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Dermatology Research and Practice
Volume 2014, Article ID 294287, 6 pages
http://dx.doi.org/10.1155/2014/294287
Clinical Study

Health-Care Delay in Malignant Melanoma: Various Pathways to Diagnosis and Treatment

1Department of Nursing, Umeå University, Umeå, Sweden
2Department of Clinical Sciences, Division of Psychiatry and Medical Psychology, Umeå University, Umeå, Sweden
3Department of Public Health and Clinical Medicine, Dermatology and Venereology, Umeå University, Umeå, Sweden

Received 17 July 2013; Revised 13 October 2013; Accepted 14 October 2013; Published 5 January 2014

Academic Editor: Giuseppe Argenziano

Copyright © 2014 Senada Hajdarevic et al. This is an open access article distributed under the Creative Commons Attribution License, which permits unrestricted use, distribution, and reproduction in any medium, provided the original work is properly cited.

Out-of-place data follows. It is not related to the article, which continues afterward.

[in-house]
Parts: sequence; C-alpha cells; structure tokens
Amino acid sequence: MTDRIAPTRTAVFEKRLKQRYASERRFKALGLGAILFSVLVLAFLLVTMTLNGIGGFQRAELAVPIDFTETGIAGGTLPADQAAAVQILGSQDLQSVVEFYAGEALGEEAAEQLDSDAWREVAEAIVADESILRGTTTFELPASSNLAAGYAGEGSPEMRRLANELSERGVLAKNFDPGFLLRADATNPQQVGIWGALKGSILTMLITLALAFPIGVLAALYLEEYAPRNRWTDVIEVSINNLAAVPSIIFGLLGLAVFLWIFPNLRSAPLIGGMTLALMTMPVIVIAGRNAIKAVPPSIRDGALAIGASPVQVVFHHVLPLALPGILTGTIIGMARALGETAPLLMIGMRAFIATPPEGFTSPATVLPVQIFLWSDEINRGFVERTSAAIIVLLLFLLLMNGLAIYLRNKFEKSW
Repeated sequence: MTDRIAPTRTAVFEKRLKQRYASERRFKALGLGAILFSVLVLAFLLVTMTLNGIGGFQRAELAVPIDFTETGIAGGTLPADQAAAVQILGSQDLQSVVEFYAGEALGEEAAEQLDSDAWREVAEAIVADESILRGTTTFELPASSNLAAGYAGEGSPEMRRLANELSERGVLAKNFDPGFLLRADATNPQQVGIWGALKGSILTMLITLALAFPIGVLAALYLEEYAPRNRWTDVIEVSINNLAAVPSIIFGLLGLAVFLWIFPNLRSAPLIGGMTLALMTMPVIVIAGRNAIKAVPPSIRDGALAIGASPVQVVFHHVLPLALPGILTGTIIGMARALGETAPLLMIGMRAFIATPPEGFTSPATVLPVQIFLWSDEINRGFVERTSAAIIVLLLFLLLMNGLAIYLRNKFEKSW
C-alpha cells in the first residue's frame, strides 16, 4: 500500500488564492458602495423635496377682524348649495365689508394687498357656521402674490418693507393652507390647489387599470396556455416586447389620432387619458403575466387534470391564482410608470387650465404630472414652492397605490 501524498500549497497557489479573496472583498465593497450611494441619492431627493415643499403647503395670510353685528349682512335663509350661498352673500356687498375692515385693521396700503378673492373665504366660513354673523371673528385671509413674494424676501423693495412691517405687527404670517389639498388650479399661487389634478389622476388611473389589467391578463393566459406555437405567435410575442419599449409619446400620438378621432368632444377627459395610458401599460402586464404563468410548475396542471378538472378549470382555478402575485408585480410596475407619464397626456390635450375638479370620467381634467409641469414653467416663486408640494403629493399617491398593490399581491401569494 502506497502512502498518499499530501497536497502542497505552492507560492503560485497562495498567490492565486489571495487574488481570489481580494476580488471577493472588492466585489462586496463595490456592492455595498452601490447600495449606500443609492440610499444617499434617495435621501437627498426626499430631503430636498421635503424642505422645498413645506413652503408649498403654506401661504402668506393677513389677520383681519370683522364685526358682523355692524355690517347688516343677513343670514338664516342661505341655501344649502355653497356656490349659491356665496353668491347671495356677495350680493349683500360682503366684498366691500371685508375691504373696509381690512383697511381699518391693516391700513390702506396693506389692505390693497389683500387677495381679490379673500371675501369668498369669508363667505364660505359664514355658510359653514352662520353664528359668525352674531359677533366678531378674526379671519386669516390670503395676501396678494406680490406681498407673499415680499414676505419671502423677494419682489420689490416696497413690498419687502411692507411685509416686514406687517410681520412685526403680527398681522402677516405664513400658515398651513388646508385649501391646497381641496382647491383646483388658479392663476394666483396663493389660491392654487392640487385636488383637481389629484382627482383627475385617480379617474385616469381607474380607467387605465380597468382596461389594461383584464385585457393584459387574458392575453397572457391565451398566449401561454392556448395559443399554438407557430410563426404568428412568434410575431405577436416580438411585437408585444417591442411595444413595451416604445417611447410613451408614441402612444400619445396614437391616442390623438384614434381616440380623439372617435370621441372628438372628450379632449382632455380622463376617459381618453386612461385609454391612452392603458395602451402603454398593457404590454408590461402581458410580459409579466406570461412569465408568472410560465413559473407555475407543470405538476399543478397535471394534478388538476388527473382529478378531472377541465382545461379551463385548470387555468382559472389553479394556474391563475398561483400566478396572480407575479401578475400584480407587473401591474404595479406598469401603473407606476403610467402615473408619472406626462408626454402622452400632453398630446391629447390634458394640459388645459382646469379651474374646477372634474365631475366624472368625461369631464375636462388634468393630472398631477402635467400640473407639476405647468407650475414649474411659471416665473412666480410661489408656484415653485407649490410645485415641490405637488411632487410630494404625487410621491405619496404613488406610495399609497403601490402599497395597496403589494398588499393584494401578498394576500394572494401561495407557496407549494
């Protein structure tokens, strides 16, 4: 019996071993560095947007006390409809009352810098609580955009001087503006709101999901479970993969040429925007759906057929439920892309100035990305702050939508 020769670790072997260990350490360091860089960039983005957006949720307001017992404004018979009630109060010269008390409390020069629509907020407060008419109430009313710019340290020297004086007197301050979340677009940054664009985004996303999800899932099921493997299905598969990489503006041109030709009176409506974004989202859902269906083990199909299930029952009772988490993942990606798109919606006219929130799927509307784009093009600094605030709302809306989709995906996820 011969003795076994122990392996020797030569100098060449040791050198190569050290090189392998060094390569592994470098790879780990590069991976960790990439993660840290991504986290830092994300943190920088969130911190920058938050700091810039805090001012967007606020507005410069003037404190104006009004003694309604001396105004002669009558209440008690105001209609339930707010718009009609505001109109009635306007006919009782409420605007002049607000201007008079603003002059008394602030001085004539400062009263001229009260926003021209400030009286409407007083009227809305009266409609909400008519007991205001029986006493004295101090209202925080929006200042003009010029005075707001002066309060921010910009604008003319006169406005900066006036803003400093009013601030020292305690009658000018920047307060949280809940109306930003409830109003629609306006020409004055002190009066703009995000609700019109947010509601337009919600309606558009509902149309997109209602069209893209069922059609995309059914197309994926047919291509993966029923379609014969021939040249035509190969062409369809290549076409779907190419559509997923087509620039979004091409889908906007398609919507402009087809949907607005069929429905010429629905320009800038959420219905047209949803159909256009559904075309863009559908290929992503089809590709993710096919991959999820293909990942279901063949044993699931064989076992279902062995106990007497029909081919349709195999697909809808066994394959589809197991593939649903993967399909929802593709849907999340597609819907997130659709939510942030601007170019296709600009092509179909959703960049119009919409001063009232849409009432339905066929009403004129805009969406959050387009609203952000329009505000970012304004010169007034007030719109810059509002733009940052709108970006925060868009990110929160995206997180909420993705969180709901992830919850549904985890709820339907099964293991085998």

Abstract

We aimed to describe and compare patients diagnosed with malignant melanoma (MM), depending on their initial contact with care and with regard to age, sex, and MM type and thickness, and to explore pathways and time intervals (lead times) between clinics from the initial contact to diagnosis and treatment. The sample from northern Sweden was identified via the Swedish melanoma register. Data regarding pathways in health care were retrieved from patient records. In our unselected population of 71 people diagnosed with skin melanoma of SSM and NM types, 75% of patients were primarily treated by primary health-care centres (PHCs). The time interval (delay) from primary excision until registration of the histopathological assessment in the medical records was significantly longer in PHCs than in hospital-based and dermatological clinics (Derm). Thicker tumors were more common in the PHC group. Older patients waited longer times for wide excision. Most MM are excised rapidly at PHCs, but some patients may not be diagnosed and treated in time. Delay of registration of results from histopathological assessments within PHCs seems to be an important issue for future improvement. Exploring shortcomings in MM patients’ clinical pathways is important to improve the quality of care and patient safety.